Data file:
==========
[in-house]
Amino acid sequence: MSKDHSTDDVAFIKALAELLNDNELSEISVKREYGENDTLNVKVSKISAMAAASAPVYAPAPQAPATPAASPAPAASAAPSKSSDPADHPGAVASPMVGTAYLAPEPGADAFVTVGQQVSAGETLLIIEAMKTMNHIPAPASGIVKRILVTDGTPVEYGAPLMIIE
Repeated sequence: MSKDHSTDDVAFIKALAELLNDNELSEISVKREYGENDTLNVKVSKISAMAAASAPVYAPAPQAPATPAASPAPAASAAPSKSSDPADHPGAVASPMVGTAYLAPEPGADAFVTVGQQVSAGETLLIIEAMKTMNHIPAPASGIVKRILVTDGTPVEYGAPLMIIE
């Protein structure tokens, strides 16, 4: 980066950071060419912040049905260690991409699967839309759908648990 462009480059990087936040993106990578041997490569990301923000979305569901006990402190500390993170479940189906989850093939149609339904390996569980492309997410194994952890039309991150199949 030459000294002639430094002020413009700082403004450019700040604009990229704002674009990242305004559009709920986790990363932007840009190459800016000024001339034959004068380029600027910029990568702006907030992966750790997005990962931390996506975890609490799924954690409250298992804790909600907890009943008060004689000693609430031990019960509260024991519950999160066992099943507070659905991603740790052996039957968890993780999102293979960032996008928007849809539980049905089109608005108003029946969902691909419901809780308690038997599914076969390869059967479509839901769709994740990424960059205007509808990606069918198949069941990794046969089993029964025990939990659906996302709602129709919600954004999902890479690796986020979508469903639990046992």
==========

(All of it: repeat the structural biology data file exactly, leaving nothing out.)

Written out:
[in-house]
Amino acid sequence: MSKDHSTDDVAFIKALAELLNDNELSEISVKREYGENDTLNVKVSKISAMAAASAPVYAPAPQAPATPAASPAPAASAAPSKSSDPADHPGAVASPMVGTAYLAPEPGADAFVTVGQQVSAGETLLIIEAMKTMNHIPAPASGIVKRILVTDGTPVEYGAPLMIIE
Repeated sequence: MSKDHSTDDVAFIKALAELLNDNELSEISVKREYGENDTLNVKVSKISAMAAASAPVYAPAPQAPATPAASPAPAASAAPSKSSDPADHPGAVASPMVGTAYLAPEPGADAFVTVGQQVSAGETLLIIEAMKTMNHIPAPASGIVKRILVTDGTPVEYGAPLMIIE
């Protein structure tokens, strides 16, 4: 980066950071060419912040049905260690991409699967839309759908648990 462009480059990087936040993106990578041997490569990301923000979305569901006990402190500390993170479940189906989850093939149609339904390996569980492309997410194994952890039309991150199949 030459000294002639430094002020413009700082403004450019700040604009990229704002674009990242305004559009709920986790990363932007840009190459800016000024001339034959004068380029600027910029990568702006907030992966750790997005990962931390996506975890609490799924954690409250298992804790909600907890009943008060004689000693609430031990019960509260024991519950999160066992099943507070659905991603740790052996039957968890993780999102293979960032996008928007849809539980049905089109608005108003029946969902691909419901809780308690038997599914076969390869059967479509839901769709994740990424960059205007509808990606069918198949069941990794046969089993029964025990939990659906996302709602129709919600954004999902890479690796986020979508469903639990046992």